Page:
Cyprus: Leaving Larnaca searching for Eurozone’s FDR
It felt good at the time. Euphoric protests erupted into song outside Nicosia’s parliament as MP’s said “Oxi”, No to the troika. Not a single “Yes” vote.
Little Cyprus, one five-hundredth of the Eurozone economy, had faced down the mighty Troika. I spoke to opposition Leader Andreaus Kypranou of the AKEL party as he triumphantly strode through the crowd.
The Troika had gone too far, he told me, and they should learn a lesson.
As I left Larnaca Airport in the early hours of this morning I noticed the empty “currency declaration” and “cash controls” counter.
Yet there were flights:
- one by the RAF of bundles of euros for British squaddies,
- one by Eurosystem banks to fill the cash machines,
- one by Russians meeting their lawyers about their bank accounts,
- and one, the flight of capital that everyone expects when, or indeed if, the banks reopen anytime soon.
My flight took off past the private jet parking lot of 13 planes, which I am variously told is “very close to normal” and “totally abnormal for March” by different Cypriots.
By the time I return to Cyprus, it is certainly a possibility that this island will have capital controls. I mentioned the possibility at the end of my TV report last night (see video above).
The Wall Street Journal ran a scoop late last night about collaborative efforts to make contingencies for capital controls in Cyprus. If that is the case, expect officers at that currency declaration counter to be physically searching people trying to leave Cyprus with more than a maximum defined stash of euros.
The Cypriot Navy might be a little busy too.
Of course, in essence Cyprus already has temporary capital controls with the announcement of impromptu bank holidays.
It’s worth getting across just how extraordinary this development was already. The last time it happened across a banking system over multiple days in Europe, was the collapse of Austrian bank Credit Anstalt in July 1933.
Latvia in 2008 is the only event in Europe that gets close, but that was principally one bank. Other than that it’s Latin America, and the bank run-ridden Jimmy Stewart era of the US in the 1930s.
Jacques Cailloux of Nomura has amassed this table with the help of the IMF’s systemic crisis database and academic economic history.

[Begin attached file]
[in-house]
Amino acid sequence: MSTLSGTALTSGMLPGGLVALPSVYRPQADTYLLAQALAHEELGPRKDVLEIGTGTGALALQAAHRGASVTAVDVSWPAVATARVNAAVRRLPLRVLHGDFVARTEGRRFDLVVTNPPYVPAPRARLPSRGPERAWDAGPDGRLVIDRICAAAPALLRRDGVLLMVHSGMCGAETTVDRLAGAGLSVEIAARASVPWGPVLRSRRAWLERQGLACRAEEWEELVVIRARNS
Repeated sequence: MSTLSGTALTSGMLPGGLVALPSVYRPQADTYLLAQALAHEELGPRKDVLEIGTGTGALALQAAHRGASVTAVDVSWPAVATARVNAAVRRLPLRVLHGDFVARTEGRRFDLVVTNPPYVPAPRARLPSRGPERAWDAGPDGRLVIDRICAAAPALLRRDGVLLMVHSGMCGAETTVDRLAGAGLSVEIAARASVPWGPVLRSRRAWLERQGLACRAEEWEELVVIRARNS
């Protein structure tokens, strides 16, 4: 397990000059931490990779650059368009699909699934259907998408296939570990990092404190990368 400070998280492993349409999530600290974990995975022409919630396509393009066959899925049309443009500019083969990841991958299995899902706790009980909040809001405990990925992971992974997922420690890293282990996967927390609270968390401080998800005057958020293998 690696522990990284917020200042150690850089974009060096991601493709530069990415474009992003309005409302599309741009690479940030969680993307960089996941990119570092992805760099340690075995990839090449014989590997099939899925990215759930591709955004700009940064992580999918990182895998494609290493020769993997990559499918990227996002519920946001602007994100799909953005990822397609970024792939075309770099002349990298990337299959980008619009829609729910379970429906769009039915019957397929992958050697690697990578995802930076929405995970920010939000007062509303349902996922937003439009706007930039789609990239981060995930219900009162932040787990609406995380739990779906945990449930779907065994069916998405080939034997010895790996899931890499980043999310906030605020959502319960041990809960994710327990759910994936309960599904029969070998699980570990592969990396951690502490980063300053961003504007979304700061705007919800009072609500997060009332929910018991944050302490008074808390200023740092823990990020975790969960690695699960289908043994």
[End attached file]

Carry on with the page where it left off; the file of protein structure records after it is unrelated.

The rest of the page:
He quotes Roosevelt’s fireside chat of exactly 80 years ago:
“It needs no prophet to tell you that when the people find that they can get their money — that they can get it when they want it for all legitimate purposes — the phantom of fear will soon be laid”.
Sadly Wolfgang Schaeuble, Angela Merkel, and in particular the farming economics specialist who claims to be running the Eurozone – Dutch Finance Minister Jeroen Dijsselbloem – are more PR than FDR.
Perhaps it’s Draghi. He’s disappeared since Saturday.
Here’s the thing. In 1933, Roosevelt stopped the runs after the bank holiday by essentially creating deposit insurance. In 2013, the incompetents and inadequates liberally sprayed across the Troika, have created a pent-up demand for a bank run by stopping deposit insurance.
US Bankers put out this statement on Cyprus on Monday. “Depositors in US banks are insured up to $250,000 and no insured depositor has ever lost money in a bank failure. … Simply put, US insured depositors are safe and their deposits are protected by a strong FDIC fund, a financially secure banking system and the full faith and credit of the U.S. Government”. Can you imagine the Eurozone version of this?
I have been told that so self-satisfied was one north European AAA creditor nation’s delegates at the moment Cyprus caved in to singeing its own depositors in the early hours of Saturday morning, that they high-fived each other. “Gimme Five? Billion of Deposits?”
Budget coming. Let me present the counterargument to this rampant Troikaphobia later.
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